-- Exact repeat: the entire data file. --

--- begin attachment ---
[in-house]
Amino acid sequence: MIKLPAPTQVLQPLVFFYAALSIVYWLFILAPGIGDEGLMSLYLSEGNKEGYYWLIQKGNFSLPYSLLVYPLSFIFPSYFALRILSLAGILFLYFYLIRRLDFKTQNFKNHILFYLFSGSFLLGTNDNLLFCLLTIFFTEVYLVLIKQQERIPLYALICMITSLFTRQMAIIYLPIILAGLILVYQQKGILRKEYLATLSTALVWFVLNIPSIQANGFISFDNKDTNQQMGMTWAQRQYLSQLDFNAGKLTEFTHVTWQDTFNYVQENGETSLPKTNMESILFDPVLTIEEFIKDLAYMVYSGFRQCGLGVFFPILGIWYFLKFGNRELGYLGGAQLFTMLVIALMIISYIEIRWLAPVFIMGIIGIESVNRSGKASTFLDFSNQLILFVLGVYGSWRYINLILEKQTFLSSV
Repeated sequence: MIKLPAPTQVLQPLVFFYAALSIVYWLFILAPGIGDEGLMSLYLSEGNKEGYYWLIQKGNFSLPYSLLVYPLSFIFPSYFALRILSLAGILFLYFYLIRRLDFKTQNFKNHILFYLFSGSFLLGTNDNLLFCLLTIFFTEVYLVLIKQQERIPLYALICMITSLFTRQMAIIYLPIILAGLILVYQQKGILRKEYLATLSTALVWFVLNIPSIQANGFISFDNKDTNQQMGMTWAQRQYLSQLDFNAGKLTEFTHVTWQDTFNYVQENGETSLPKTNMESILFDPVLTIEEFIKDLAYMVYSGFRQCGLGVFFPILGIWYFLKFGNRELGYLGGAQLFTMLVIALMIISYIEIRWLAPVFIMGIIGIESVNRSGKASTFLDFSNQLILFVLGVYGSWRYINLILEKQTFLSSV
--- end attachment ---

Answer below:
[in-house]
Amino acid sequence: MIKLPAPTQVLQPLVFFYAALSIVYWLFILAPGIGDEGLMSLYLSEGNKEGYYWLIQKGNFSLPYSLLVYPLSFIFPSYFALRILSLAGILFLYFYLIRRLDFKTQNFKNHILFYLFSGSFLLGTNDNLLFCLLTIFFTEVYLVLIKQQERIPLYALICMITSLFTRQMAIIYLPIILAGLILVYQQKGILRKEYLATLSTALVWFVLNIPSIQANGFISFDNKDTNQQMGMTWAQRQYLSQLDFNAGKLTEFTHVTWQDTFNYVQENGETSLPKTNMESILFDPVLTIEEFIKDLAYMVYSGFRQCGLGVFFPILGIWYFLKFGNRELGYLGGAQLFTMLVIALMIISYIEIRWLAPVFIMGIIGIESVNRSGKASTFLDFSNQLILFVLGVYGSWRYINLILEKQTFLSSV
Repeated sequence: MIKLPAPTQVLQPLVFFYAALSIVYWLFILAPGIGDEGLMSLYLSEGNKEGYYWLIQKGNFSLPYSLLVYPLSFIFPSYFALRILSLAGILFLYFYLIRRLDFKTQNFKNHILFYLFSGSFLLGTNDNLLFCLLTIFFTEVYLVLIKQQERIPLYALICMITSLFTRQMAIIYLPIILAGLILVYQQKGILRKEYLATLSTALVWFVLNIPSIQANGFISFDNKDTNQQMGMTWAQRQYLSQLDFNAGKLTEFTHVTWQDTFNYVQENGETSLPKTNMESILFDPVLTIEEFIKDLAYMVYSGFRQCGLGVFFPILGIWYFLKFGNRELGYLGGAQLFTMLVIALMIISYIEIRWLAPVFIMGIIGIESVNRSGKASTFLDFSNQLILFVLGVYGSWRYINLILEKQTFLSSV